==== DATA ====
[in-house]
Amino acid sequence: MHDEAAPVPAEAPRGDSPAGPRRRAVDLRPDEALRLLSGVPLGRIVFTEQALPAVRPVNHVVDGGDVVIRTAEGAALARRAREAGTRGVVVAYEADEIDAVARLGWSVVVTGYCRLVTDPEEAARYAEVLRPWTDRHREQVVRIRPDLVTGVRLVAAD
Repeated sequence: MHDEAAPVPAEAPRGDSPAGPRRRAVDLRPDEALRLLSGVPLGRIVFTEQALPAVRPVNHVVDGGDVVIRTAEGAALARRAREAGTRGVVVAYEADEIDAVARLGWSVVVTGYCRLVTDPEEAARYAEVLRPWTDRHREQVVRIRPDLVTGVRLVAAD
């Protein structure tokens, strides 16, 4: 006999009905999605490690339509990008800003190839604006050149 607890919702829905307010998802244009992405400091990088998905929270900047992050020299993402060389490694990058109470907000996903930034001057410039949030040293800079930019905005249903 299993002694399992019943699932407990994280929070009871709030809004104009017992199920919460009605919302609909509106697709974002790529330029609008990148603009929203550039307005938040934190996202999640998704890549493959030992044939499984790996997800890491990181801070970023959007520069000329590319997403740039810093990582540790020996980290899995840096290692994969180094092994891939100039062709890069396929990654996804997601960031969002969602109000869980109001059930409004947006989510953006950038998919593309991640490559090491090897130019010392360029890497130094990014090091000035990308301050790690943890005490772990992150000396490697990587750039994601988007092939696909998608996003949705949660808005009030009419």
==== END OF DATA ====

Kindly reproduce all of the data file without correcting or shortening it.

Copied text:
[in-house]
Amino acid sequence: MHDEAAPVPAEAPRGDSPAGPRRRAVDLRPDEALRLLSGVPLGRIVFTEQALPAVRPVNHVVDGGDVVIRTAEGAALARRAREAGTRGVVVAYEADEIDAVARLGWSVVVTGYCRLVTDPEEAARYAEVLRPWTDRHREQVVRIRPDLVTGVRLVAAD
Repeated sequence: MHDEAAPVPAEAPRGDSPAGPRRRAVDLRPDEALRLLSGVPLGRIVFTEQALPAVRPVNHVVDGGDVVIRTAEGAALARRAREAGTRGVVVAYEADEIDAVARLGWSVVVTGYCRLVTDPEEAARYAEVLRPWTDRHREQVVRIRPDLVTGVRLVAAD
């Protein structure tokens, strides 16, 4: 006999009905999605490690339509990008800003190839604006050149 607890919702829905307010998802244009992405400091990088998905929270900047992050020299993402060389490694990058109470907000996903930034001057410039949030040293800079930019905005249903 299993002694399992019943699932407990994280929070009871709030809004104009017992199920919460009605919302609909509106697709974002790529330029609008990148603009929203550039307005938040934190996202999640998704890549493959030992044939499984790996997800890491990181801070970023959007520069000329590319997403740039810093990582540790020996980290899995840096290692994969180094092994891939100039062709890069396929990654996804997601960031969002969602109000869980109001059930409004947006989510953006950038998919593309991640490559090491090897130019010392360029890497130094990014090091000035990308301050790690943890005490772990992150000396490697990587750039994601988007092939696909998608996003949705949660808005009030009419």